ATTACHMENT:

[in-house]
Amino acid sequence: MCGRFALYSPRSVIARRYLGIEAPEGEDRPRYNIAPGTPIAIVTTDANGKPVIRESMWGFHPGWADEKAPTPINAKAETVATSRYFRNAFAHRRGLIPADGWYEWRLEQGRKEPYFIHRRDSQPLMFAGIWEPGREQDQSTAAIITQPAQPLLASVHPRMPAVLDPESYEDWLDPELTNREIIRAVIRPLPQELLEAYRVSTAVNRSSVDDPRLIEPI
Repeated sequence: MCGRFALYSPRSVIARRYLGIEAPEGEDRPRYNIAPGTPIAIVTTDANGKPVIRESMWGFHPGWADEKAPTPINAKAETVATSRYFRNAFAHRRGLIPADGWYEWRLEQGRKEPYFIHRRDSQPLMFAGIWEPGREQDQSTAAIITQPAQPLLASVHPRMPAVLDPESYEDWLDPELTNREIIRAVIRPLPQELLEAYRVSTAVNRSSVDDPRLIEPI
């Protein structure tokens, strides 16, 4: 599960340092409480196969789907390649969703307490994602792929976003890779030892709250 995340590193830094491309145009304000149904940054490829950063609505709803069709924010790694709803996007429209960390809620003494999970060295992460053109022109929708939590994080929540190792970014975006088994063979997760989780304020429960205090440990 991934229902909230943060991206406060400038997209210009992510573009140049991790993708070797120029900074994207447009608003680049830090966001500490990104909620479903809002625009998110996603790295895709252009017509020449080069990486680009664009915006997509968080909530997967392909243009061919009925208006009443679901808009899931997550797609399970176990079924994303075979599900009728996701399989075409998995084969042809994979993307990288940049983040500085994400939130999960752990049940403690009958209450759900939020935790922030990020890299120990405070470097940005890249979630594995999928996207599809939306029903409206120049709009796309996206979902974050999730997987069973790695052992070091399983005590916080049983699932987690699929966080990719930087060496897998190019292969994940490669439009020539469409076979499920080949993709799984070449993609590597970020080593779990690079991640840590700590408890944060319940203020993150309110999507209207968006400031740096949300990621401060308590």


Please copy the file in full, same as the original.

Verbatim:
[in-house]
Amino acid sequence: MCGRFALYSPRSVIARRYLGIEAPEGEDRPRYNIAPGTPIAIVTTDANGKPVIRESMWGFHPGWADEKAPTPINAKAETVATSRYFRNAFAHRRGLIPADGWYEWRLEQGRKEPYFIHRRDSQPLMFAGIWEPGREQDQSTAAIITQPAQPLLASVHPRMPAVLDPESYEDWLDPELTNREIIRAVIRPLPQELLEAYRVSTAVNRSSVDDPRLIEPI
Repeated sequence: MCGRFALYSPRSVIARRYLGIEAPEGEDRPRYNIAPGTPIAIVTTDANGKPVIRESMWGFHPGWADEKAPTPINAKAETVATSRYFRNAFAHRRGLIPADGWYEWRLEQGRKEPYFIHRRDSQPLMFAGIWEPGREQDQSTAAIITQPAQPLLASVHPRMPAVLDPESYEDWLDPELTNREIIRAVIRPLPQELLEAYRVSTAVNRSSVDDPRLIEPI
């Protein structure tokens, strides 16, 4: 599960340092409480196969789907390649969703307490994602792929976003890779030892709250 995340590193830094491309145009304000149904940054490829950063609505709803069709924010790694709803996007429209960390809620003494999970060295992460053109022109929708939590994080929540190792970014975006088994063979997760989780304020429960205090440990 991934229902909230943060991206406060400038997209210009992510573009140049991790993708070797120029900074994207447009608003680049830090966001500490990104909620479903809002625009998110996603790295895709252009017509020449080069990486680009664009915006997509968080909530997967392909243009061919009925208006009443679901808009899931997550797609399970176990079924994303075979599900009728996701399989075409998995084969042809994979993307990288940049983040500085994400939130999960752990049940403690009958209450759900939020935790922030990020890299120990405070470097940005890249979630594995999928996207599809939306029903409206120049709009796309996206979902974050999730997987069973790695052992070091399983005590916080049983699932987690699929966080990719930087060496897998190019292969994940490669439009020539469409076979499920080949993709799984070449993609590597970020080593779990690079991640840590700590408890944060319940203020993150309110999507209207968006400031740096949300990621401060308590």